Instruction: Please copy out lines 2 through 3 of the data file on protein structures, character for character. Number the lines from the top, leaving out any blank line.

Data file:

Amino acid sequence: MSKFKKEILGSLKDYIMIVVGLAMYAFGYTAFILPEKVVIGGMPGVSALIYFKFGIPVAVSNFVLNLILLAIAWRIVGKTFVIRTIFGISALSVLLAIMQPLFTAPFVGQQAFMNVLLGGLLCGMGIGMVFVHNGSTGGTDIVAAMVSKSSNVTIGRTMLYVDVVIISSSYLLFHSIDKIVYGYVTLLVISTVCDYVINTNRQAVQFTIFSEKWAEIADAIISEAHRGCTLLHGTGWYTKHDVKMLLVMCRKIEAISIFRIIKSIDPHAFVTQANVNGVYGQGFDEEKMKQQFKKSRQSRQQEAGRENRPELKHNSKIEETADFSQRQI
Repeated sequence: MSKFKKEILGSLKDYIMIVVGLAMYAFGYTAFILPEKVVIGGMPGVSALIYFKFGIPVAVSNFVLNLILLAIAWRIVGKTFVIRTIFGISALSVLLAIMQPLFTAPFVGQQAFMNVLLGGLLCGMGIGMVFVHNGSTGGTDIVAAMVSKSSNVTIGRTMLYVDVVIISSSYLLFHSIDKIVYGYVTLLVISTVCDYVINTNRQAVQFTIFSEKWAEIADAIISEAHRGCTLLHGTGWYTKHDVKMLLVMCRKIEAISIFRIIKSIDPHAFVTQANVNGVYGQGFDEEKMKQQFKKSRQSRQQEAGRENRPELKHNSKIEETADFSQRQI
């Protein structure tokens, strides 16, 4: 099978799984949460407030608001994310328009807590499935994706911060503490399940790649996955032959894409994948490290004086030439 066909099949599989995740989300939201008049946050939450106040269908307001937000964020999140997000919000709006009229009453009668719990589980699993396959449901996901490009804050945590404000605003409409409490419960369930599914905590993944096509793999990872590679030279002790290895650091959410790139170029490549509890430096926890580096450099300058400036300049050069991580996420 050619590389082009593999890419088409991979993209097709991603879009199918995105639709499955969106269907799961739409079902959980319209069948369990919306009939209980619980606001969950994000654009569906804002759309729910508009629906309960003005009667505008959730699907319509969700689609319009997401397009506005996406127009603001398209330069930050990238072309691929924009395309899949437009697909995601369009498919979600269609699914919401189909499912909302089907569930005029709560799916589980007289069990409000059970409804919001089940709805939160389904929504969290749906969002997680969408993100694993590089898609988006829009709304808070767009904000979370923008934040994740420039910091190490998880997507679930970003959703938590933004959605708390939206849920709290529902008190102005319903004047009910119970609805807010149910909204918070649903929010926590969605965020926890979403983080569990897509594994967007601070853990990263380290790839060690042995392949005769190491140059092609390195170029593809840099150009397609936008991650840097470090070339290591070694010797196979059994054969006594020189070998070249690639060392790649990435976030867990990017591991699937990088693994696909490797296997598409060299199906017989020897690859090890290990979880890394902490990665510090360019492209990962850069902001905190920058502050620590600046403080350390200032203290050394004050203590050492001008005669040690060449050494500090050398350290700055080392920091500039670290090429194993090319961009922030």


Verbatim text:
Repeated sequence: MSKFKKEILGSLKDYIMIVVGLAMYAFGYTAFILPEKVVIGGMPGVSALIYFKFGIPVAVSNFVLNLILLAIAWRIVGKTFVIRTIFGISALSVLLAIMQPLFTAPFVGQQAFMNVLLGGLLCGMGIGMVFVHNGSTGGTDIVAAMVSKSSNVTIGRTMLYVDVVIISSSYLLFHSIDKIVYGYVTLLVISTVCDYVINTNRQAVQFTIFSEKWAEIADAIISEAHRGCTLLHGTGWYTKHDVKMLLVMCRKIEAISIFRIIKSIDPHAFVTQANVNGVYGQGFDEEKMKQQFKKSRQSRQQEAGRENRPELKHNSKIEETADFSQRQI
């Protein structure tokens, strides 16, 4: 099978799984949460407030608001994310328009807590499935994706911060503490399940790649996955032959894409994948490290004086030439 066909099949599989995740989300939201008049946050939450106040269908307001937000964020999140997000919000709006009229009453009668719990589980699993396959449901996901490009804050945590404000605003409409409490419960369930599914905590993944096509793999990872590679030279002790290895650091959410790139170029490549509890430096926890580096450099300058400036300049050069991580996420 050619590389082009593999890419088409991979993209097709991603879009199918995105639709499955969106269907799961739409079902959980319209069948369990919306009939209980619980606001969950994000654009569906804002759309729910508009629906309960003005009667505008959730699907319509969700689609319009997401397009506005996406127009603001398209330069930050990238072309691929924009395309899949437009697909995601369009498919979600269609699914919401189909499912909302089907569930005029709560799916589980007289069990409000059970409804919001089940709805939160389904929504969290749906969002997680969408993100694993590089898609988006829009709304808070767009904000979370923008934040994740420039910091190490998880997507679930970003959703938590933004959605708390939206849920709290529902008190102005319903004047009910119970609805807010149910909204918070649903929010926590969605965020926890979403983080569990897509594994967007601070853990990263380290790839060690042995392949005769190491140059092609390195170029593809840099150009397609936008991650840097470090070339290591070694010797196979059994054969006594020189070998070249690639060392790649990435976030867990990017591991699937990088693994696909490797296997598409060299199906017989020897690859090890290990979880890394902490990665510090360019492209990962850069902001905190920058502050620590600046403080350390200032203290050394004050203590050492001008005669040690060449050494500090050398350290700055080392920091500039670290090429194993090319961009922030």